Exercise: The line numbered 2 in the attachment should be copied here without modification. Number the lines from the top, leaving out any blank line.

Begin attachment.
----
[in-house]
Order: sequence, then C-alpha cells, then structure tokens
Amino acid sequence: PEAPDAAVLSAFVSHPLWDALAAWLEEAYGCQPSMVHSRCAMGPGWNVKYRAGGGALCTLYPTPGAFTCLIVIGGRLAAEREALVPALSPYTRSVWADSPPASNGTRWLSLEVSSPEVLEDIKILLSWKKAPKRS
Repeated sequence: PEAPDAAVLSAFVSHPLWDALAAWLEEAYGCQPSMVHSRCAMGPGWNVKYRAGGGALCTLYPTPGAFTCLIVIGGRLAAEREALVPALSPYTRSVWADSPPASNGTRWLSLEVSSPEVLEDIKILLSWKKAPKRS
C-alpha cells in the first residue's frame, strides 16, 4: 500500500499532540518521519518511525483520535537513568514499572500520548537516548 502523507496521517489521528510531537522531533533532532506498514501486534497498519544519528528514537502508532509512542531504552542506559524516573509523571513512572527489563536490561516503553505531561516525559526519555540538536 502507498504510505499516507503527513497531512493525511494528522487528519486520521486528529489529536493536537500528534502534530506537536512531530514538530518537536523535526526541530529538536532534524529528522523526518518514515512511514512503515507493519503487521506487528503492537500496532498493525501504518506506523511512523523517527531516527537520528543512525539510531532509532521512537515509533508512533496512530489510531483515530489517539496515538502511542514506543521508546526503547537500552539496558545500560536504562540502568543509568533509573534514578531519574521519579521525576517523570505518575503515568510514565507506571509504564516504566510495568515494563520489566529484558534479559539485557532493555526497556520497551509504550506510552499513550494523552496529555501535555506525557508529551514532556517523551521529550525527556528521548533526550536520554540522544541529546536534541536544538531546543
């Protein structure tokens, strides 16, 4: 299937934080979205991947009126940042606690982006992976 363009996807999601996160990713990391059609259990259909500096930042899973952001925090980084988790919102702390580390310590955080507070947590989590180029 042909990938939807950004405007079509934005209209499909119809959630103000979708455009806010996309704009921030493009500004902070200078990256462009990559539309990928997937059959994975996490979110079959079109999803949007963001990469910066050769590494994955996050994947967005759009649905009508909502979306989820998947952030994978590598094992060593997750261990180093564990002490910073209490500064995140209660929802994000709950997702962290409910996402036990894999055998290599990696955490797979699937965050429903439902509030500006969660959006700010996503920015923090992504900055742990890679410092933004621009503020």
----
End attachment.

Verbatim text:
Order: sequence, then C-alpha cells, then structure tokens